Ezekiel completely understood the purpose of everything that he said and did.  Speaking for God is not an abstract activity.  The life of the Hupomone Man is not an abstract activity.  It has purpose.  It really has one overarching purpose.  That purpose is to act, speak, write…to live in such a way that those around you can “know that He is the Lord.”  Peter put it this way, “Whoever speaks, is to do so as one who is speaking the utterances of God; whoever serves is to do so as one who is serving by the strength which God supplies, sot that in all things God may be glorified through Jesus Christ, to whom belongs the glory and dominion forever and ever. Amen” 1 Peter 4:11

As Hupomone Men we can be sure that everything that happens in our lives is some how contributing to this purpose, either for ourselves or for those around us.  Ezekiel deeply understood this even as his wife passed away, there was purpose. ( I deal more with this particular story here. ) This is all part of our great assurance that God is in control.  We cannot, we must not allow circumstances to impinge on this great Peace that we have as children of God.  Ezekiel never lost sight of his purpose through all of the turmoil, through all the circumstances of his life.  He demonstrated Major Endurance and certainly earned the title of Hupomone Man.

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ELove

We are looking at some of the qualities of Isaiah and Jeremiah that contributed to their incredible endurance as men of God.  They are qualities that qualify them to be wonderful examples of Hupomone Men. These qualities are not a function of their vocation as prophets of God.  These qualities are not tied up in the message that Isaiah and Jeremiah brought to the people of God.  These qualities are all about the daily choices of life that Isaiah and Jeremiah made as they responded to the call of God to be in relationship with Him.  The quality of Hupomone that we are going to look at today is a direct result of that relationship.

 The LORD appeared to him from afar, saying, “I have loved you with an everlasting love; Therefore  I have drawn you with lovingkindness.”  Jeremiah 31:3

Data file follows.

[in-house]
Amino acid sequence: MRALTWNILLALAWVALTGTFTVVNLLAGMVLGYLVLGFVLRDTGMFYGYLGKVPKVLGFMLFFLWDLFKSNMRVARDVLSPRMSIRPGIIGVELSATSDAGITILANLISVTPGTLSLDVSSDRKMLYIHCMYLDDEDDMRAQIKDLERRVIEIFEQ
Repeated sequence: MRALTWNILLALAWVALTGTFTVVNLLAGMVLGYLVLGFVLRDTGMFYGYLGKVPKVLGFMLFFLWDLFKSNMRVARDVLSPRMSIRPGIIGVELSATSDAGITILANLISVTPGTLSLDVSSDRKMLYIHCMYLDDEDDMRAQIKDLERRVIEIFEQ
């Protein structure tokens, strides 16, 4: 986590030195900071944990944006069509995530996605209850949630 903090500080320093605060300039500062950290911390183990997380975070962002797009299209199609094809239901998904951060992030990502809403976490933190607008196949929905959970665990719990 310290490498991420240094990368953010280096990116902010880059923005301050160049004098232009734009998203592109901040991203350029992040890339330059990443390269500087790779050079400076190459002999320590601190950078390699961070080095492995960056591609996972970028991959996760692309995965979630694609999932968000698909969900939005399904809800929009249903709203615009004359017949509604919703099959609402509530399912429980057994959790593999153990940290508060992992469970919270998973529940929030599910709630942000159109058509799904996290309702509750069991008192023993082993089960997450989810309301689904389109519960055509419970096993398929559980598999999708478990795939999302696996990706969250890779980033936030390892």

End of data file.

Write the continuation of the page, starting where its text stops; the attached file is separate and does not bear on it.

Isaiah and Jeremiah had every reason to hate God’s people.  Given the content of many of their prophesies (particularly Jeremiah) one might settle on the idea that they did indeed hate.  Here in the United States, as a society we have embraced an idea of “thought correctness” that violates the very core of hupomone love.  That idea is that if you “hate” a behavior that I am involved in, you hate me.  This idea rejects the intrinsic value of the individual, the very basis of God’s love for us. It limits the value of a person to their actions.  God cries out to His people, “I hate your behavior and its consequences, but I love you with an everlasting love”.  The New Testament labels this love Agape.  This is the love that is the foundation of hupomone living.  The call emanates from God to our “spiritual” ears and is a function of listening. This is Jesus’ cry, “He who has ears to hear, let him hear.” Daily choice is a function of will. It is the physical response to truly hearing God. Love is a function of relationship.  It is the foundation that enables all the rest of it.

 If I speak with the tongues of men and of angels, but do not have love, I have become a noisy gong or a clanging cymbal. 1 Corinthians 13:1

Isaiah and Jeremiah desperately and completely loved God.  Isaiah and Jeremiah desperately and completely loved His people.  It was this love extending from their relationship with God that drove their hupomone lifestyle for a combine 100 years.  Faithfully they spoke truth to Israel, often reaping derision and persecution and it was Agape that validated their ministry.  Some look at the prophetic of the Old Testament and see hate and condemnation.  I look and see hupomone living.  I see the call of God to live out His everlasting love daily through meaningful choices empowered by the Holy Spirit.  I see the great provision of grace, seeking to redeem the results of rebellion.  I hear God calling out through his people the message of love, redemption and hupomone.